Fen Drayton

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Fen Drayton
Fen Drayton Village Hall - geograph.org.uk - 903993.jpg
Fen Drayton Village Hall
Grid reference: TL335683
Location: 52°17’47"N, 0°2’17"W
Population: 827  (2001)
Post town: Cambridge
Postcode: CB24
Dialling code: 01954
Local Government
Council: South Cambridgeshire

Fen Drayton is a small village in Cambridgeshire, lying between Cambridge and St Ives, Huntingdonshire, with the village of Fenstanton (Huntingdonshire) immediately beside it to the west and Swavesey (Cambridgeshire) to the east.

Fen Drayton stands just off the major A14 trunk road, with lanes running down to the road bordered with commercial greenhouses. The village is also close to the Cambridgeshire Guided Busway and is on National Cycle Route 51.

Much of the working population commutes to work in one of the larger towns nearby, however, there are also a number of farms in the village, some still active.

The village has a primary school, village hall, tennis courts and football fields, where Drayton Lions Football Club play their home matches, and a pub (The Three Tuns). The church (Church of England) is dedicated to St Mary the Virgin.

According to the 2001 census, it is home to 827 people, living in some 329 dwellings.

Nature reserve

Just north of the village is the Fen Drayton Nature Reserve, a 267-acre nature reserve comprising four lakes formed from exhausted sand and gravel pits. These were worked since the 1950s, by ARC (now Hanson plc), and is now a habitat for some 190 bird species, along with other associated wildlife. In particular, gadwall, wigeon, pintail, goldeneye, smew, coot and bittern populations may be seen: it is estimated that 2% of the UK's bittern population, and 4% of the UK's cold weather smew population, reside here, making it an important site for birds. The RSPB bought much of the site in 2007.[1]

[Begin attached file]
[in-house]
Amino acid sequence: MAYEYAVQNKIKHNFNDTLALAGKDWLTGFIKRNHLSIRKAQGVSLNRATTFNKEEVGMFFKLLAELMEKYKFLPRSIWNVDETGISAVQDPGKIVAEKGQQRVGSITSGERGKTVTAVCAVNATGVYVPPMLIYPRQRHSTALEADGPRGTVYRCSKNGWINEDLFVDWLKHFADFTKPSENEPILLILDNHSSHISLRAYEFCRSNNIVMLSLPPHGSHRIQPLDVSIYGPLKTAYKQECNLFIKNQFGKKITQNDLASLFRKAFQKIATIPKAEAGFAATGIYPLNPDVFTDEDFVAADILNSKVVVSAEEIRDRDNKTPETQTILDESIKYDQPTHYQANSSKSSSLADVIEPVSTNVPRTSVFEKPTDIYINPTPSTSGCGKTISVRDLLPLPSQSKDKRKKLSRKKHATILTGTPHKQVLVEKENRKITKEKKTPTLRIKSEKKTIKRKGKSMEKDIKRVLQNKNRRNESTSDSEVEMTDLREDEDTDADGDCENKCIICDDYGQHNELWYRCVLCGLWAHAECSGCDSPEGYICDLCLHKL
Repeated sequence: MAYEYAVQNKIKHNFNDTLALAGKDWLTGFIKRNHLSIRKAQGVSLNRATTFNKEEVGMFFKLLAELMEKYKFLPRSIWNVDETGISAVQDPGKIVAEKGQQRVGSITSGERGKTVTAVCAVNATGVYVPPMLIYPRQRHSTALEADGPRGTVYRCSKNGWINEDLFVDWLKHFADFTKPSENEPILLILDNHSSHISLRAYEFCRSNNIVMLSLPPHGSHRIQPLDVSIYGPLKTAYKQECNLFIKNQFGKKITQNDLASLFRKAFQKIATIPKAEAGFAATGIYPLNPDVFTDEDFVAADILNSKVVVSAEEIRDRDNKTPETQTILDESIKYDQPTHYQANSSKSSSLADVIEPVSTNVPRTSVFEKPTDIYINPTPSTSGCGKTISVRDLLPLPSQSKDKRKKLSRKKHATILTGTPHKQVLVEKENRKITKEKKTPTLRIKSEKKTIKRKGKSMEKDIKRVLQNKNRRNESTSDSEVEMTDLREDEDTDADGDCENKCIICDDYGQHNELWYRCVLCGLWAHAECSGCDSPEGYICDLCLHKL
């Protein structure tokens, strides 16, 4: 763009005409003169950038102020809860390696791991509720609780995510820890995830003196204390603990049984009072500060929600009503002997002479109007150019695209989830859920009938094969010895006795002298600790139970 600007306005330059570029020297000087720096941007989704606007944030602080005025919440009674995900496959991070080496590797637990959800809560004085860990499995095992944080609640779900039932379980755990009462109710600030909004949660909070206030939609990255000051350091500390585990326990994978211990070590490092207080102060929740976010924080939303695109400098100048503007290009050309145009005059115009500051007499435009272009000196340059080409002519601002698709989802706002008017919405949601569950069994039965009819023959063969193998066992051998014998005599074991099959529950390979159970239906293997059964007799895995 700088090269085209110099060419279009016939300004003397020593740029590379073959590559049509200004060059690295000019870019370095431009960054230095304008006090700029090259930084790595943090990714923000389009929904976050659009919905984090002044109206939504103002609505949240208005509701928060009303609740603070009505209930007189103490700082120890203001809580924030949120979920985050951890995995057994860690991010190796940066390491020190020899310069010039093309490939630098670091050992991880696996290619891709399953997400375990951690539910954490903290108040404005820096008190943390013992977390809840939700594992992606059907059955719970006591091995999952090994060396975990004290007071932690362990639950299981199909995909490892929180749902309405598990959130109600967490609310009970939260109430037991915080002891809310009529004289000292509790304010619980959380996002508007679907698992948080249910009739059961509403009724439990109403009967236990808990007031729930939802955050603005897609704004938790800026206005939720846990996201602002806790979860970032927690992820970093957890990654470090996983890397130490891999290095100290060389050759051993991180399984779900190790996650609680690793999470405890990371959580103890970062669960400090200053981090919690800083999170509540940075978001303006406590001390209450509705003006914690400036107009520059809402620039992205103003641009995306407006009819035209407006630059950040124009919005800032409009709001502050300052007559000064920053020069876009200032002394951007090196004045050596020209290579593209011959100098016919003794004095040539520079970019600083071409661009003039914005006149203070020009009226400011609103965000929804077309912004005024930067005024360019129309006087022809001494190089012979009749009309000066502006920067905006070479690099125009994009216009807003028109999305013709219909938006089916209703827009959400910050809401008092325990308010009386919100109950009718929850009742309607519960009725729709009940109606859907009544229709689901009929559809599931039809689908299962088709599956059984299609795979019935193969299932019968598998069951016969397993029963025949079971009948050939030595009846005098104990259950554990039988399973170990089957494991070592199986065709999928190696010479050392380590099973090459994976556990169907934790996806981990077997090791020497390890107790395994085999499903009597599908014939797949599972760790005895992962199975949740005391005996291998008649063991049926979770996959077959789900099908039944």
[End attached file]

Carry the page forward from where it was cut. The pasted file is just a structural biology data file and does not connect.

The reserve is accessible from the surrounding villages of Fen Drayton, Swavesey and Fenstanton.

It is open every day (and all day), with no charge, and two car parks, rights of way (footpaths, bridleways and a byway) and hides around the lakes. In times of heavy rain and river flooding, the entire reserve goes under water, including car parks and most rights of way.

The Cambridgeshire Guided Busway passes through the reserve using part of the old Cambridge and Huntingdon railway and the busway was opposed at the planning stage for disturbing this reserve.

Plans are afoot amongst bureaucrates that the reserve become part of a much larger wetland area along the River Great Ouse linking to the Hanson-RSPB Wetland Project at Needingworth Quarry that should become Britain's largest reedbed within the next 30 years, flooding thousands of acres of some of the best arable land in Britain.[2] This will then connect to reserves at Ouse Washes and Welney north of Earith. The Ouse Washes are managed by the RSPB[3] and Welney is run by the Wildfowl and Wetlands Trust.[4]

Outside links

("Wikimedia Commons" has material
about Fen Drayton)